04/22/2003 12:00AM

Third generation something special


AUBURN, Wash. - Bisbee's Prospect didn't just win Saturday's opening-day U.S. Bank Stakes at Emerald Downs. She utterly dominated the six furlong race for 3-year-old fillies, winning by nearly five lengths over pacesetter Tavy's Plan in 1:08.20. The clocking obliterated the stakes record of 1:08.80 set last year by Lasting Code, herself an exceptional filly.

It was the kind of performance that breeder and owner Jerre Paxton and trainer Bob McMeans were hoping for but scarcely dared to expect.

"We knew she could run like that, but we didn't know if she would, especially after she broke a little slowly and had to race in traffic early," said McMeans. "She had never really been in traffic before, so it was good to see that she could handle it.

"I think it was especially gratifying for Jerre. He raised her, and he raised her mother, and he even raised her mother's mother. When the connection goes back that far, you've got to be proud of them when they do well. Jerre likes all of his fillies, but I think he especially likes this one."

McMeans and Paxton also campaigned a half-sister to Bisbee's Prospect, Taste the Passion, who won her first three starts but was bumped hard near the wire while winning the 1999 WTBA Lassie Stakes via disqualification. Though she went on to race 13 more times and placed in six more stakes, she was never really the same and she never won again.

"Taste the Passion was easily intimidated after that race, and she never really ran to her ability," said McMeans. "I've always felt this filly was better than her sister, though, and she is a lot tougher. I have high hopes for her."

Bisbee's Prospect, who is by Smart Strike out of Bisbee, by Believe It, has now won 2 of 3 starts and has $38,075 in earnings. Bisbee's Prospect, as well as the U.S. Bank runner-up, Tavy's Plan, and the third-place finisher, Top Penny, will now be pointed for the $45,000 Federal Way Handicap at 6 1/2 furlongs on May 11.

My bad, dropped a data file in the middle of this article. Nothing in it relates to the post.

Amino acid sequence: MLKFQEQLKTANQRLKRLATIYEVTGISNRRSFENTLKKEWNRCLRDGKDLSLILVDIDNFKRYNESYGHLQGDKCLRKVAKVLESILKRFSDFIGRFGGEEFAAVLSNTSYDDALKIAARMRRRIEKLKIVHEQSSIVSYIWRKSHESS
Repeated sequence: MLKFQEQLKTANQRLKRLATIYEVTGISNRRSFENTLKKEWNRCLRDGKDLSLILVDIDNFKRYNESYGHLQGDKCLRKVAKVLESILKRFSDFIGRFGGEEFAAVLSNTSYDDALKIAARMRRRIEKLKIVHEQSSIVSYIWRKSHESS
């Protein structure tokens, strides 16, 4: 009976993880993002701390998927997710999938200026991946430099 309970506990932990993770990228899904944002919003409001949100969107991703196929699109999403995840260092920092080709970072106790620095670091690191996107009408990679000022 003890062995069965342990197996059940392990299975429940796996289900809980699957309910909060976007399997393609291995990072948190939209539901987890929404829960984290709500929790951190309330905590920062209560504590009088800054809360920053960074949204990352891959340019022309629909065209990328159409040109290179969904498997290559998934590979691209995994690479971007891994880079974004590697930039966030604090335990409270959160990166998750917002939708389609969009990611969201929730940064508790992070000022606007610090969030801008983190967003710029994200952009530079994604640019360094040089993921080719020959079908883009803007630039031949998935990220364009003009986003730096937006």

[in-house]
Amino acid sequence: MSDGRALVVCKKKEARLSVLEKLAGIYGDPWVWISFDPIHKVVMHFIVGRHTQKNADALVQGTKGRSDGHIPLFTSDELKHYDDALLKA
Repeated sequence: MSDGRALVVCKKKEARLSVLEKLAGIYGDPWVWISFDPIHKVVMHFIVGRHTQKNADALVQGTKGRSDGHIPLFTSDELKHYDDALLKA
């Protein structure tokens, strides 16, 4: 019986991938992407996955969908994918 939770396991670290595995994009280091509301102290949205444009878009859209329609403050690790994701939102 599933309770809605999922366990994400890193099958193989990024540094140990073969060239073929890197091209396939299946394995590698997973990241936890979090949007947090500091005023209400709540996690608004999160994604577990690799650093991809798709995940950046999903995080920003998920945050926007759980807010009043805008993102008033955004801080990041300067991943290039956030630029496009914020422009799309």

Baze quick from the gate

Robbie Baze is starting just his third season of training at Emerald, yet he won with both Honorable Knight and Top O Morn on opening day and took the early lead in the trainer standings.

"It was awesome to start off like that," he said. "My only regret is that somebody claimed Honorable Knight, but that's the way it goes. When you enter them where you think they can win, you risk losing them."

Baze, 38, has been galloping horses for 20 years, and his services as an exercise rider have been very much in demand. That demand can no longer be met.

"I still gallop my own horses, but I'm just too busy now to gallop any others," he said.

"I started out training four horses two years ago, then I had 15 last year. Now I have 21 horses, and it's really a full-time job."

Baze said he started his horses training at Reber Ranch in January and moved them here when the track opened for training in February.

"I made a special effort to have them all ready to go for the start of this meeting," he said. "I even got prep races into a few of them at Portland Meadows, so I hope they will be able to compete pretty well."

Baze comes by his horsemanship naturally, as he hails from a family that has provided Northwest tracks with trainers, jockeys, exercise riders, horseshoers, stall superintendents, and gate and maintenance crew workers for at least three generations. His father, Eldon Baze, and his uncle Buford Baze were both trainers.

Opening-day business up

Ron Crockett, president of Emerald, was more than pleased with business on opening day, as a big ontrack crowd turned out and wagered $1,086,740 on Emerald's races and incoming simulcasts, an increase of 15 percent over last season's Friday-night opener.

The total handle from all sources of $1,570,132 - which includes simulcasts - and the total of $1,087,996 wagered at all outlets on only Emerald's races showed similar increases.

"Given the state of the economy, I'm very pleased with those numbers," said Crockett. "They are comparable to some of our past opening days, but if somebody had come up to me at the beginning of the day and told me we would have a total all-sources handle of $1.3 million, I wouldn't have found that out of line."